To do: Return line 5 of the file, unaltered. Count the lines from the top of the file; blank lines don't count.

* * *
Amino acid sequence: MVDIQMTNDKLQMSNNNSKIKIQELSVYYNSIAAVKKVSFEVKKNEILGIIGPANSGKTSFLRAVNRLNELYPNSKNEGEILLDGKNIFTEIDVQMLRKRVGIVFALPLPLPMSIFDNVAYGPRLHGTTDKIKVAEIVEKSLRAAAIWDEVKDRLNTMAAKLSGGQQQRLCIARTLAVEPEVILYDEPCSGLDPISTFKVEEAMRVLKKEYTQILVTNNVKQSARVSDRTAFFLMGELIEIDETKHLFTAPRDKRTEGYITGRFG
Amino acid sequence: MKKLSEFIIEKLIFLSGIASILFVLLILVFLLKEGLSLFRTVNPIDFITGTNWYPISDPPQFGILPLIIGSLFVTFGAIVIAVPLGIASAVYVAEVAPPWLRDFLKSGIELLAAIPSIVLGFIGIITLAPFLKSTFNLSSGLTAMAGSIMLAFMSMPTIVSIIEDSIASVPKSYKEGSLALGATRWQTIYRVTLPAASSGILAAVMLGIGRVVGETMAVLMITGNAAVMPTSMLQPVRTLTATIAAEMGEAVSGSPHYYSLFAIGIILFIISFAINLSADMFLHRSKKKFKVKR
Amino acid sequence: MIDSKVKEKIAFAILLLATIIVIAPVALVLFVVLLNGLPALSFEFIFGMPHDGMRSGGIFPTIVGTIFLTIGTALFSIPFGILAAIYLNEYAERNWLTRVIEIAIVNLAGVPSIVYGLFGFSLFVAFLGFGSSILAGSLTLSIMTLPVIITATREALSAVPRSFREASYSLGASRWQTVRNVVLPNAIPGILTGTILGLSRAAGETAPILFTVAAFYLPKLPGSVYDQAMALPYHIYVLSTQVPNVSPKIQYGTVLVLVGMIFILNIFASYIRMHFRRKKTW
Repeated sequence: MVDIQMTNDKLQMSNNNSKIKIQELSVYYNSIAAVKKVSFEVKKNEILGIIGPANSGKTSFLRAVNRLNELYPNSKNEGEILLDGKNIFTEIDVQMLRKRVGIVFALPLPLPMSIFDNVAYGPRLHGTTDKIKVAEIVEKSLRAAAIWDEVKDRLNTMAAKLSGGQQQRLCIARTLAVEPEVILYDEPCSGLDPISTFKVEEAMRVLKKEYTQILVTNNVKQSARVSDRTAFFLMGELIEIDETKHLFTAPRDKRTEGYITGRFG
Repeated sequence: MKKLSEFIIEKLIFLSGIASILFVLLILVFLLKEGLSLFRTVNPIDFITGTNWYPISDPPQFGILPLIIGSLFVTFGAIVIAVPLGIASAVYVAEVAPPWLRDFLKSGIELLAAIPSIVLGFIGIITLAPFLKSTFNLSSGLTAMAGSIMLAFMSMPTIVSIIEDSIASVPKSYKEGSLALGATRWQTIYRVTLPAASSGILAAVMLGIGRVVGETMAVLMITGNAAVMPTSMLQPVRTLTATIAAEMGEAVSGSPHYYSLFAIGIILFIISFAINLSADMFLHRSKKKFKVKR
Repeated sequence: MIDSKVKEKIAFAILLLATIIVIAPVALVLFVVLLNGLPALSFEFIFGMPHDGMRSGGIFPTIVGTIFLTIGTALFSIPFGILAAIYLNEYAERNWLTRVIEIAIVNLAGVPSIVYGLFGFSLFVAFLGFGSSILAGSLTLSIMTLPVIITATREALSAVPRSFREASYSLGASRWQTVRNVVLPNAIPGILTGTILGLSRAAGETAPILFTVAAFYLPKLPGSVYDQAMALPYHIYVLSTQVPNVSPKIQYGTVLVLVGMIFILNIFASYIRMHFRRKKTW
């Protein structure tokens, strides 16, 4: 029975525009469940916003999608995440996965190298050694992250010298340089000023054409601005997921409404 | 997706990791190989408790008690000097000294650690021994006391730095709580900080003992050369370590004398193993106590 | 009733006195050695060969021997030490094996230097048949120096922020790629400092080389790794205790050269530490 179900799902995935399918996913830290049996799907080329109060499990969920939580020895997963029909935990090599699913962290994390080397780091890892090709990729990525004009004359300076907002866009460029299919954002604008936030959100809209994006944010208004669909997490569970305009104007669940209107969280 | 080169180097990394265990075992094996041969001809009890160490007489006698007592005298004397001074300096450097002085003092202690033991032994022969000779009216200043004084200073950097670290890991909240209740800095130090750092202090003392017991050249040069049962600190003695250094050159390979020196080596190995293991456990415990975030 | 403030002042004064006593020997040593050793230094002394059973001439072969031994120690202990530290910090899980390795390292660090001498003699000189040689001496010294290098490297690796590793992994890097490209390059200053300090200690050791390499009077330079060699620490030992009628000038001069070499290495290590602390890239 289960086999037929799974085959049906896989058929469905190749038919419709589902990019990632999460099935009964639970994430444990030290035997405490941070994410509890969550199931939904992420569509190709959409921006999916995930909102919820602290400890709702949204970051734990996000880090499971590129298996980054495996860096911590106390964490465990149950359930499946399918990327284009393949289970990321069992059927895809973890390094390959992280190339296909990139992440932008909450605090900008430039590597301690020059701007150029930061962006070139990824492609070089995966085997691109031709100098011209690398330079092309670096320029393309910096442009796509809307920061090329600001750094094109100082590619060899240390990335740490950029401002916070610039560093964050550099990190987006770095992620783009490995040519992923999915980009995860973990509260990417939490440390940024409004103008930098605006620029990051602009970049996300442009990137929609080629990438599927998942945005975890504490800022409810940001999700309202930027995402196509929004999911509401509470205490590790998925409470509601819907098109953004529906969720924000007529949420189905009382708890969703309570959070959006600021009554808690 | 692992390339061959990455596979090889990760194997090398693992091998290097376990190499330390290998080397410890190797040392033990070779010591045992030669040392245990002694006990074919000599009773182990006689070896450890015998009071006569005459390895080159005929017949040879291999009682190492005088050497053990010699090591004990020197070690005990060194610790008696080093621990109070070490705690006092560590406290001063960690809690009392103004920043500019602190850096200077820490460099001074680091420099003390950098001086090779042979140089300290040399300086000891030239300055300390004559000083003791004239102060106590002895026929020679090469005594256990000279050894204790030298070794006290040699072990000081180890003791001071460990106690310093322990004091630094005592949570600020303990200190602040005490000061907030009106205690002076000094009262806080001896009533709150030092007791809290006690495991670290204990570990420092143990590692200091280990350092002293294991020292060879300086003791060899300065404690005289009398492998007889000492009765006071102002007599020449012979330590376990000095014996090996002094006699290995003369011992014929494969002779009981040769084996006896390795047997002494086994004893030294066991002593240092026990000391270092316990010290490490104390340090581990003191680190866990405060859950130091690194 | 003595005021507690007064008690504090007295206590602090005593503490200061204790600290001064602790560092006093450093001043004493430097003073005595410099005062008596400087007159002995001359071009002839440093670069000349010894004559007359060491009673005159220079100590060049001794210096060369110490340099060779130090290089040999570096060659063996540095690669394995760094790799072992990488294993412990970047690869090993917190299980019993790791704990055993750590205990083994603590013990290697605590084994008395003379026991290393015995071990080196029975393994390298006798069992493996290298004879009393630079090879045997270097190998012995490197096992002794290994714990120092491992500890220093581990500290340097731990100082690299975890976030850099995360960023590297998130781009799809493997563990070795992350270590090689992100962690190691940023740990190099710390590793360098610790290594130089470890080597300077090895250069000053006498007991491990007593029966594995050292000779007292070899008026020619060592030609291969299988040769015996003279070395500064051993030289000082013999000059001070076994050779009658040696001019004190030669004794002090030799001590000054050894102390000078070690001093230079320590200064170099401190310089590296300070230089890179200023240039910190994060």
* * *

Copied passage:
Repeated sequence: MKKLSEFIIEKLIFLSGIASILFVLLILVFLLKEGLSLFRTVNPIDFITGTNWYPISDPPQFGILPLIIGSLFVTFGAIVIAVPLGIASAVYVAEVAPPWLRDFLKSGIELLAAIPSIVLGFIGIITLAPFLKSTFNLSSGLTAMAGSIMLAFMSMPTIVSIIEDSIASVPKSYKEGSLALGATRWQTIYRVTLPAASSGILAAVMLGIGRVVGETMAVLMITGNAAVMPTSMLQPVRTLTATIAAEMGEAVSGSPHYYSLFAIGIILFIISFAINLSADMFLHRSKKKFKVKR